A Key Message from those Gathered Today: “Vote Them Out”
White Plains, February 18–“I am still trying to process the fact that we escaped the largest shooting massacre in U.S. history.” These were the first words I heard as I leaned in to listen, joining a crowd filled with several hundred activists, public officials and concerned citizens, many holding pointed signs and breaking out in chants such as “Vote Them Out” or “Shame on Them” condemning the NRA or politicians who have been bought by them or who have otherwise failed to act.
The rally–organized in response to the Valentine’s Day massacre at Marjory Stoneman Douglas High School in Parkland, Florida that left 17 students, a coach and teacher dead–called for a battle against stagnation and corruption in the fight for greater gun control on a regional, state and national level, too.
The words were from Erin Fuller, a 30-year-old survivor of the October 1, 2017 Las Vegas massacre, which killed 58 people, and injured nearly 500 more. Invited by the rally organizers, Fuller, in her first public address since the Vegas shooting, described a wave of nausea which caused her to leave the concert premises with her fiancé in search of a bathroom. Later leaving a hotel lobby, the two stepped outside again to listen to the music when they heard the pops…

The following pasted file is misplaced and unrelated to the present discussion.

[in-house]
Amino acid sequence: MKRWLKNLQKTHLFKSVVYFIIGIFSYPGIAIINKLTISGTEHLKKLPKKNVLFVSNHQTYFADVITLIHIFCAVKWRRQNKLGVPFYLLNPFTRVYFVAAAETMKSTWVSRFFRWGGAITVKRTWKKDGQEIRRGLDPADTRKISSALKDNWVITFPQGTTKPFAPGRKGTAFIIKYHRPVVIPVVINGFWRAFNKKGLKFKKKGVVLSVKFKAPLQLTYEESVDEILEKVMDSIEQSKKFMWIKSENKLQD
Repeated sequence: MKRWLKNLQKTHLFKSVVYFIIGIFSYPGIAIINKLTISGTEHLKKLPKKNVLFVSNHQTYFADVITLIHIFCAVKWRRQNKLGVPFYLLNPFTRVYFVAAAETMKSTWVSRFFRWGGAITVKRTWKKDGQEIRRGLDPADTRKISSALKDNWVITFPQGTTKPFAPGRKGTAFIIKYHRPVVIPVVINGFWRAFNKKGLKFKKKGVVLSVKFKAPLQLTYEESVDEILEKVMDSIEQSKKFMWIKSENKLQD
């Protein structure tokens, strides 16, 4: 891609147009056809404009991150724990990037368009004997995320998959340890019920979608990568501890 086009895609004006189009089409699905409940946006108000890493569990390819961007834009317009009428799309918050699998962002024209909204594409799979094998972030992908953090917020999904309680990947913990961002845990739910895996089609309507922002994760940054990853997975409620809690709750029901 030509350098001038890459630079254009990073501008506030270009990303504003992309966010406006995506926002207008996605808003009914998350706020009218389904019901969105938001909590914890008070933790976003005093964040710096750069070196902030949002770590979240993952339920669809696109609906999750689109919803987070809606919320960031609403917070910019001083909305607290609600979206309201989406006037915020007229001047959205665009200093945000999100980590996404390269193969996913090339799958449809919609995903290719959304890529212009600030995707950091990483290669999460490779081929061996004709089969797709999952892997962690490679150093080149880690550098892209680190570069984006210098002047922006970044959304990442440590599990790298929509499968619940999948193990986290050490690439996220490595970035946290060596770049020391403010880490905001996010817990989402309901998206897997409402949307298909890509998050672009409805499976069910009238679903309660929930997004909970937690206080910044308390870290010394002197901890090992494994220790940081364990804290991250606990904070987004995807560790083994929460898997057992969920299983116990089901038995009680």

Fuller continues to cope with a ‘flood of emotions.’ “Every night I close my eyes and hear the gun shots and think of the lost lives of those beautiful people.”
“We can no longer sit by and wait for politicians to create change,” she later added. “18 shootings this school year… This is American Carnage and it is unacceptable.”
Her comments and those of other speakers in front of the steps of the white shingled Westchester Republican Committee Headquarters on Mamaroneck Avenue encouraged voting out those who have consistently voted against gun control and reform measures. The failure to ban the AR-15 assault rifle used in so many shootings including Las Vegas and Parkland was a focal point today too.